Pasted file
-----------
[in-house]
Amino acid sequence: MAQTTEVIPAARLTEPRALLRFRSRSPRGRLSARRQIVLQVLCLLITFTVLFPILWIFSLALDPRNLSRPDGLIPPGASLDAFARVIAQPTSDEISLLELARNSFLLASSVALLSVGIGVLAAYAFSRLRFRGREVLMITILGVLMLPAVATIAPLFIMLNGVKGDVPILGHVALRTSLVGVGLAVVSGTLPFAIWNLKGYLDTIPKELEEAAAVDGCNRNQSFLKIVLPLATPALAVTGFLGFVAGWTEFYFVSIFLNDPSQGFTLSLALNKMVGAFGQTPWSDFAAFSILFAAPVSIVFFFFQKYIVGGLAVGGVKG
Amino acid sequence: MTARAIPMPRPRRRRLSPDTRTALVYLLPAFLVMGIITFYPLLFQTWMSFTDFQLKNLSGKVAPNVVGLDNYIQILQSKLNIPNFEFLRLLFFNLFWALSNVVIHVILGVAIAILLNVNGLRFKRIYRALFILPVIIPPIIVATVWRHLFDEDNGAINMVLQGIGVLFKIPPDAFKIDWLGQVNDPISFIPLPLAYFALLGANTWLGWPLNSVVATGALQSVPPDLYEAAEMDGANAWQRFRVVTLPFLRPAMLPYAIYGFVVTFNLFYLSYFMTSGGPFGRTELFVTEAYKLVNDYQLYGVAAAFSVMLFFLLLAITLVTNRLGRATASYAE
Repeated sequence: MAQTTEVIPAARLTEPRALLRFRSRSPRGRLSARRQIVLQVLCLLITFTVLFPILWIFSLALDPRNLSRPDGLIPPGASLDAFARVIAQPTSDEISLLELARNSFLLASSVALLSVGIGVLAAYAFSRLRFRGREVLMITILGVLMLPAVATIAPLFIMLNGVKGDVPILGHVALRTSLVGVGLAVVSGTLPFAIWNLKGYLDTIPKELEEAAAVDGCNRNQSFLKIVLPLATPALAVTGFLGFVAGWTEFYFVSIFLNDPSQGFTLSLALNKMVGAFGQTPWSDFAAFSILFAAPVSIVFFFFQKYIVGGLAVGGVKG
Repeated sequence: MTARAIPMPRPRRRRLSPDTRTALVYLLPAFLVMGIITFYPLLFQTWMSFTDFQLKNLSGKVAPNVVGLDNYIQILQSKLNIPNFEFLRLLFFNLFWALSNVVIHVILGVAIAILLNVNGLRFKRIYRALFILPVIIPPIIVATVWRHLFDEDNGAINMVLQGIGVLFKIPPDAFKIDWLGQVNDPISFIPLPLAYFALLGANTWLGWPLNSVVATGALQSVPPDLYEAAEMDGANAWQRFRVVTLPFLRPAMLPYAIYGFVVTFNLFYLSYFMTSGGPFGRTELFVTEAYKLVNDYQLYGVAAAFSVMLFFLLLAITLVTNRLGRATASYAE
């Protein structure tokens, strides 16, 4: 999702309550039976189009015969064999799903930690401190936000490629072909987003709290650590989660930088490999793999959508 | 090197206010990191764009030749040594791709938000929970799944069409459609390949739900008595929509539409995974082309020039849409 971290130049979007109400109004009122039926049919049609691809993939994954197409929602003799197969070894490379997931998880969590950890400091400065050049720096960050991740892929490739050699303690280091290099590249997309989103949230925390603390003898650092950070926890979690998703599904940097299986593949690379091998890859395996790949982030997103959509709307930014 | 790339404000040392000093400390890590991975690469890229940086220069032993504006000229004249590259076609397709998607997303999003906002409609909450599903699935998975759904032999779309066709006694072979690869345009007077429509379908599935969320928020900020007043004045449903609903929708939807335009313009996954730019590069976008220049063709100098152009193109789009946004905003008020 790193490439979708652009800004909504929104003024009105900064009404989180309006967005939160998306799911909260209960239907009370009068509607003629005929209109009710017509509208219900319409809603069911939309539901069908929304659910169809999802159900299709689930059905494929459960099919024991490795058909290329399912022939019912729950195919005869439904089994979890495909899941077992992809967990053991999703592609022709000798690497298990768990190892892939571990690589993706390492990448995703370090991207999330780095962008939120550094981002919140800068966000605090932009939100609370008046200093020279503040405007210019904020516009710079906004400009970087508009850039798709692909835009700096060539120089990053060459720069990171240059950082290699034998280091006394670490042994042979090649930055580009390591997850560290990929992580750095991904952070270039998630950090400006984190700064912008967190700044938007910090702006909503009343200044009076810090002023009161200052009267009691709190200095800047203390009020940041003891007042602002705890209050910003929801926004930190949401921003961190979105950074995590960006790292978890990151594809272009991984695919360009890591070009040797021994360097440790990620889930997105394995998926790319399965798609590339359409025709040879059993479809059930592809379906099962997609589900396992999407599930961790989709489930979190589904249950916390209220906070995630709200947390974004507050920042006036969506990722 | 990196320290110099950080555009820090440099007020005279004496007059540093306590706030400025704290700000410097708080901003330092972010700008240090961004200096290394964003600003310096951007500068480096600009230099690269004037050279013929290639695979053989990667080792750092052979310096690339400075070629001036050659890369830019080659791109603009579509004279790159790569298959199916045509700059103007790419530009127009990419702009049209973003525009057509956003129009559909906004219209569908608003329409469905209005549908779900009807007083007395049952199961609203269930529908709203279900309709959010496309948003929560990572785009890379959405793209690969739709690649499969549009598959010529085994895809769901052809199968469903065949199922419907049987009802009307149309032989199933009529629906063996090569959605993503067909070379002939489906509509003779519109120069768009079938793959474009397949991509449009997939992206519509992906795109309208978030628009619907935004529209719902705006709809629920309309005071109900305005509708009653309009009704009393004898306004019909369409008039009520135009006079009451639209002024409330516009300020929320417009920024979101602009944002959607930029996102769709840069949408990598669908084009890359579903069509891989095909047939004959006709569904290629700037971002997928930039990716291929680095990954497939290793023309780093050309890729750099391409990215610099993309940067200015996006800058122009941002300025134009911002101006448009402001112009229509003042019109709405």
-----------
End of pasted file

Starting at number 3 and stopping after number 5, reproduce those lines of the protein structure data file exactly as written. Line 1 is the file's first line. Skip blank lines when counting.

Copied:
Amino acid sequence: MTARAIPMPRPRRRRLSPDTRTALVYLLPAFLVMGIITFYPLLFQTWMSFTDFQLKNLSGKVAPNVVGLDNYIQILQSKLNIPNFEFLRLLFFNLFWALSNVVIHVILGVAIAILLNVNGLRFKRIYRALFILPVIIPPIIVATVWRHLFDEDNGAINMVLQGIGVLFKIPPDAFKIDWLGQVNDPISFIPLPLAYFALLGANTWLGWPLNSVVATGALQSVPPDLYEAAEMDGANAWQRFRVVTLPFLRPAMLPYAIYGFVVTFNLFYLSYFMTSGGPFGRTELFVTEAYKLVNDYQLYGVAAAFSVMLFFLLLAITLVTNRLGRATASYAE
Repeated sequence: MAQTTEVIPAARLTEPRALLRFRSRSPRGRLSARRQIVLQVLCLLITFTVLFPILWIFSLALDPRNLSRPDGLIPPGASLDAFARVIAQPTSDEISLLELARNSFLLASSVALLSVGIGVLAAYAFSRLRFRGREVLMITILGVLMLPAVATIAPLFIMLNGVKGDVPILGHVALRTSLVGVGLAVVSGTLPFAIWNLKGYLDTIPKELEEAAAVDGCNRNQSFLKIVLPLATPALAVTGFLGFVAGWTEFYFVSIFLNDPSQGFTLSLALNKMVGAFGQTPWSDFAAFSILFAAPVSIVFFFFQKYIVGGLAVGGVKG
Repeated sequence: MTARAIPMPRPRRRRLSPDTRTALVYLLPAFLVMGIITFYPLLFQTWMSFTDFQLKNLSGKVAPNVVGLDNYIQILQSKLNIPNFEFLRLLFFNLFWALSNVVIHVILGVAIAILLNVNGLRFKRIYRALFILPVIIPPIIVATVWRHLFDEDNGAINMVLQGIGVLFKIPPDAFKIDWLGQVNDPISFIPLPLAYFALLGANTWLGWPLNSVVATGALQSVPPDLYEAAEMDGANAWQRFRVVTLPFLRPAMLPYAIYGFVVTFNLFYLSYFMTSGGPFGRTELFVTEAYKLVNDYQLYGVAAAFSVMLFFLLLAITLVTNRLGRATASYAE